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React Intro

Using Node in the Command Line


  • To use Node as a REPL, simply type node in the Terminal.
  • Press the Tab key to get a list of Node commands.
  • To exit the REPL, hold down the Ctrl and c keys twice.
  • JavaScript scripts can be run in terminal using the node command. For instance, node name-of-script.js.
  • console.log() happens to use a method called process.stdout.write() under the hood. stdout is short for standard output. Standard input is for data streaming into a program while standard output is for data streaming out of a program.
  • We can use the require statement to add a script's functionality to the Node REPL. For instance: require('./code-to-be-required.js'). A relative path must be included.



  • Immutability: An immutable object is an object whose state cannot be modified after it is created.


We can do this if we are writing object-oriented code:

let x = 1
x = 2 + 1
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In functional code, we want to always use const like this:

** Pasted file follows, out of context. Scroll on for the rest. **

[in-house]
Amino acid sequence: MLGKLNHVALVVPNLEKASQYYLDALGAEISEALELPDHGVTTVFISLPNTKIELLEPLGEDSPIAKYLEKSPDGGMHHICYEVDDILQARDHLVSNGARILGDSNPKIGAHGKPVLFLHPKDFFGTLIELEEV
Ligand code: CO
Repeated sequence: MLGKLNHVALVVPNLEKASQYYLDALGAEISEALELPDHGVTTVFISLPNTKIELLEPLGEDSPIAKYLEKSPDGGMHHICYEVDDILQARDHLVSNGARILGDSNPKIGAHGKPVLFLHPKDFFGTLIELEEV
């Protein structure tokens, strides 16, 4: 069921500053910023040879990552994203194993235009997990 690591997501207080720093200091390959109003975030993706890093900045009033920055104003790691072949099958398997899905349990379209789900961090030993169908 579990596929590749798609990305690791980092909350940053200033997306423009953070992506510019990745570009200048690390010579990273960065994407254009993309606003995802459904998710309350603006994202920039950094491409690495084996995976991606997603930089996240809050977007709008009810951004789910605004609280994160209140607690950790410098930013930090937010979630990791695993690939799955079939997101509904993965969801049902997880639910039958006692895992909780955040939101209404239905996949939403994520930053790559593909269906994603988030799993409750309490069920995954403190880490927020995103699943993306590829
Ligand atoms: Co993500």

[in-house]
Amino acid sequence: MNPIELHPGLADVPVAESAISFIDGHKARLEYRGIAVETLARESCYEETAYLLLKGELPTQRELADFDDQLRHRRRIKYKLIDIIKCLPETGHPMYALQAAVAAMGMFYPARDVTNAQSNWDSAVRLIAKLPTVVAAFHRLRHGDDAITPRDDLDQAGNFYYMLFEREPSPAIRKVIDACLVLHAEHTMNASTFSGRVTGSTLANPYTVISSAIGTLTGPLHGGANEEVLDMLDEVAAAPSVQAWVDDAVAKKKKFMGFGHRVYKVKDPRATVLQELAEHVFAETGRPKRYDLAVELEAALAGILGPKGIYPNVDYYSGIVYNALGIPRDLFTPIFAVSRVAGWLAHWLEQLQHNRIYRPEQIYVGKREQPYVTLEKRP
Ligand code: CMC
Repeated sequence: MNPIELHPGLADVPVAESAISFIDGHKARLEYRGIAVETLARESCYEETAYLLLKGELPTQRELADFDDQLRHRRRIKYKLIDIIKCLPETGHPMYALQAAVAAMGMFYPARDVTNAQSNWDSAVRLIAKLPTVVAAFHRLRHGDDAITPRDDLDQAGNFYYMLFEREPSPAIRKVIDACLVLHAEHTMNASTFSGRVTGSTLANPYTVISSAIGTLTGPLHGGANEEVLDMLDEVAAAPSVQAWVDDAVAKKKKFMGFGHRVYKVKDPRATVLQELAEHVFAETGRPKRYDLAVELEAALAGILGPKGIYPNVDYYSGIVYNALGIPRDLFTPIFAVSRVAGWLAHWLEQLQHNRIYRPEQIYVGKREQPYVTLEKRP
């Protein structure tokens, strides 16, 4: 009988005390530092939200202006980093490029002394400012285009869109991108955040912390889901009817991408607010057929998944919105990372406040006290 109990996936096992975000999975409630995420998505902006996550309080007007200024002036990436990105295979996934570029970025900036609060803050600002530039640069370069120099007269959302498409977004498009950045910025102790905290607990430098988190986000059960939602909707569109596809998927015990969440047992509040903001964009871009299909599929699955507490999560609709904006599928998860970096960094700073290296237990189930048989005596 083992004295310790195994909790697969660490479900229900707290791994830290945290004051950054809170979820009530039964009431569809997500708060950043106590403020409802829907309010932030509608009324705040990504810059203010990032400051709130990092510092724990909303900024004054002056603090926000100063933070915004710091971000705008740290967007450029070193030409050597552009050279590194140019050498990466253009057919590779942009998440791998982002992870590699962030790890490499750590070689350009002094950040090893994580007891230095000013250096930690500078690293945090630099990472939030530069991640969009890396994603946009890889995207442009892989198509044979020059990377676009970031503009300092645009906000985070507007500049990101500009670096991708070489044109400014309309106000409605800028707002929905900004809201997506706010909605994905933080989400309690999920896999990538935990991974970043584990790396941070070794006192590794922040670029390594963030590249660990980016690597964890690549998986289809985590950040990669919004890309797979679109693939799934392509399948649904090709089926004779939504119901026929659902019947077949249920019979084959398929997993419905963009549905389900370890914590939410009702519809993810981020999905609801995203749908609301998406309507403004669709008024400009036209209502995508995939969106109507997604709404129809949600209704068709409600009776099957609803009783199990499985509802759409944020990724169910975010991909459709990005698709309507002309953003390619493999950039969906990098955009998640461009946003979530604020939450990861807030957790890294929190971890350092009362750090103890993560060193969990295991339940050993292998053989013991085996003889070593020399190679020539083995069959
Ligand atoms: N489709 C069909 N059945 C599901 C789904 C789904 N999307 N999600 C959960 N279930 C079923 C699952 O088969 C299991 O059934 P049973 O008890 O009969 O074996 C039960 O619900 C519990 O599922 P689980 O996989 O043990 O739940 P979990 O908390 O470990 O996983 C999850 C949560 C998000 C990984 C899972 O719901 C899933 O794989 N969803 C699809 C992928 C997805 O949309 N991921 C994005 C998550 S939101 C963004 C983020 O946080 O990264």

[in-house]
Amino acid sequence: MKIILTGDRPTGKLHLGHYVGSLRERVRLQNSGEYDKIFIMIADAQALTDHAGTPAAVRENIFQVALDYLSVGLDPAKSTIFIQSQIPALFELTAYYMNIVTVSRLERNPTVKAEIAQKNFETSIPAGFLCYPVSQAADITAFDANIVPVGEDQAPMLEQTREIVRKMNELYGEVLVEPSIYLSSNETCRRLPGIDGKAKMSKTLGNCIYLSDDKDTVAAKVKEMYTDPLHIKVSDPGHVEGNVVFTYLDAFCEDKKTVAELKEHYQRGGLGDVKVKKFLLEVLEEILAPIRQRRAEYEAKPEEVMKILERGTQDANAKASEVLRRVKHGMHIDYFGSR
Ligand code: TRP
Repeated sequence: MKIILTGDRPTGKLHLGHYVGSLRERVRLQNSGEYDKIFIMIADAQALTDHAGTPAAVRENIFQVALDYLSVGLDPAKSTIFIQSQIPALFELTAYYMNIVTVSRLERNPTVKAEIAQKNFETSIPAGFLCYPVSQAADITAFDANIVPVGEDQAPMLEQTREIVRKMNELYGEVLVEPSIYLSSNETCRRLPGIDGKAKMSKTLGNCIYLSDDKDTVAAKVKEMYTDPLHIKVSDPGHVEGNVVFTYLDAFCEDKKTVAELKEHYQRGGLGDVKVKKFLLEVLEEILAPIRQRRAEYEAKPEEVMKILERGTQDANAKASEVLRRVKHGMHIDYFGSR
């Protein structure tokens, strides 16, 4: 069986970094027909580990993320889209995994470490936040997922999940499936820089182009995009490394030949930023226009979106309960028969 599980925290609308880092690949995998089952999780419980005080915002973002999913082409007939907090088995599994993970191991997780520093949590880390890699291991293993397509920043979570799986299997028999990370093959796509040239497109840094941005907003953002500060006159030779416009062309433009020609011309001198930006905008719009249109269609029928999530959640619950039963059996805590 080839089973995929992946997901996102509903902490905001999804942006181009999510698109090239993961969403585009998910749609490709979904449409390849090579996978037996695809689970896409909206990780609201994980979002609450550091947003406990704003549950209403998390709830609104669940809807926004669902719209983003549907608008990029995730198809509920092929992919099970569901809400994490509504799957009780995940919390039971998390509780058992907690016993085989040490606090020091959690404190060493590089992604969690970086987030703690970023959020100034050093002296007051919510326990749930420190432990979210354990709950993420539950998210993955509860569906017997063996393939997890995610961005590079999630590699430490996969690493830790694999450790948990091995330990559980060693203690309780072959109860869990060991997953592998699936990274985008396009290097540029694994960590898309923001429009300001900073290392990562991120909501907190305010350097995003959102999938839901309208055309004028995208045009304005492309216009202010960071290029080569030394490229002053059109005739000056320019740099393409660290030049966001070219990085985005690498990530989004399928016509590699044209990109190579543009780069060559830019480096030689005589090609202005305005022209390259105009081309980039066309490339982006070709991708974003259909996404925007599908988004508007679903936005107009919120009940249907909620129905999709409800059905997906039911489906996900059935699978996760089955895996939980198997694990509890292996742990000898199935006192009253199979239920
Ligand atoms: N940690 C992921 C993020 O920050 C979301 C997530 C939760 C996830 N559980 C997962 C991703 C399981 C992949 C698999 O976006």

const x = 1
const newX = 2 + x
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Imperative Versus Declarative Programming


  • Imperative programming: Explicitly stating every step the computer needs to take to return a result
  • Declarative programming: Telling the computer the result we want and allowing it to decide how to return that result

Pure Functions


  • Pure function: A function that meets the following criteria:
    • Always returns an output
    • Has no side effects
    • Does not rely on external variables or state
    • Always returns the same answer for a given input

Why pure functions?

  • Easier to test * Fewer bugs * No unintended side effects